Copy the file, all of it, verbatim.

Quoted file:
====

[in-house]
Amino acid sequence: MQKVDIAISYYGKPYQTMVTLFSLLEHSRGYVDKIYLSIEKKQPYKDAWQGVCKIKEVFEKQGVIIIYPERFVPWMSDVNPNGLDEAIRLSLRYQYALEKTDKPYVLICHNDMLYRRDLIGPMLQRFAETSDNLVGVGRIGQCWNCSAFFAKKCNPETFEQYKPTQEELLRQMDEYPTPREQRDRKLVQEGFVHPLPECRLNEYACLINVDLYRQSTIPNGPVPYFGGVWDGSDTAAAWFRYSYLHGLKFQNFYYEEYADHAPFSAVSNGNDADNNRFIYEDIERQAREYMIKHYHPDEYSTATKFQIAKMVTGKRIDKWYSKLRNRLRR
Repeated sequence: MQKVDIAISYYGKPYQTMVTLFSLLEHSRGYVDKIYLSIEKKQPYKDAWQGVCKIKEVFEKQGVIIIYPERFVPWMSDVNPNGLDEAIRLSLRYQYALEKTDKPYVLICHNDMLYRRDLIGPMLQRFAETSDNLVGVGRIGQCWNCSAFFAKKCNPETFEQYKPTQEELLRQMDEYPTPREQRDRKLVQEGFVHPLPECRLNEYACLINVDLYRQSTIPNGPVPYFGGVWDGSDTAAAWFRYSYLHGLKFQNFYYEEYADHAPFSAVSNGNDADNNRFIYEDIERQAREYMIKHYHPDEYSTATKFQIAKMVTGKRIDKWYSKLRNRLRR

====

[in-house]
Amino acid sequence: MQKVDIAISYYGKPYQTMVTLFSLLEHSRGYVDKIYLSIEKKQPYKDAWQGVCKIKEVFEKQGVIIIYPERFVPWMSDVNPNGLDEAIRLSLRYQYALEKTDKPYVLICHNDMLYRRDLIGPMLQRFAETSDNLVGVGRIGQCWNCSAFFAKKCNPETFEQYKPTQEELLRQMDEYPTPREQRDRKLVQEGFVHPLPECRLNEYACLINVDLYRQSTIPNGPVPYFGGVWDGSDTAAAWFRYSYLHGLKFQNFYYEEYADHAPFSAVSNGNDADNNRFIYEDIERQAREYMIKHYHPDEYSTATKFQIAKMVTGKRIDKWYSKLRNRLRR
Repeated sequence: MQKVDIAISYYGKPYQTMVTLFSLLEHSRGYVDKIYLSIEKKQPYKDAWQGVCKIKEVFEKQGVIIIYPERFVPWMSDVNPNGLDEAIRLSLRYQYALEKTDKPYVLICHNDMLYRRDLIGPMLQRFAETSDNLVGVGRIGQCWNCSAFFAKKCNPETFEQYKPTQEELLRQMDEYPTPREQRDRKLVQEGFVHPLPECRLNEYACLINVDLYRQSTIPNGPVPYFGGVWDGSDTAAAWFRYSYLHGLKFQNFYYEEYADHAPFSAVSNGNDADNNRFIYEDIERQAREYMIKHYHPDEYSTATKFQIAKMVTGKRIDKWYSKLRNRLRR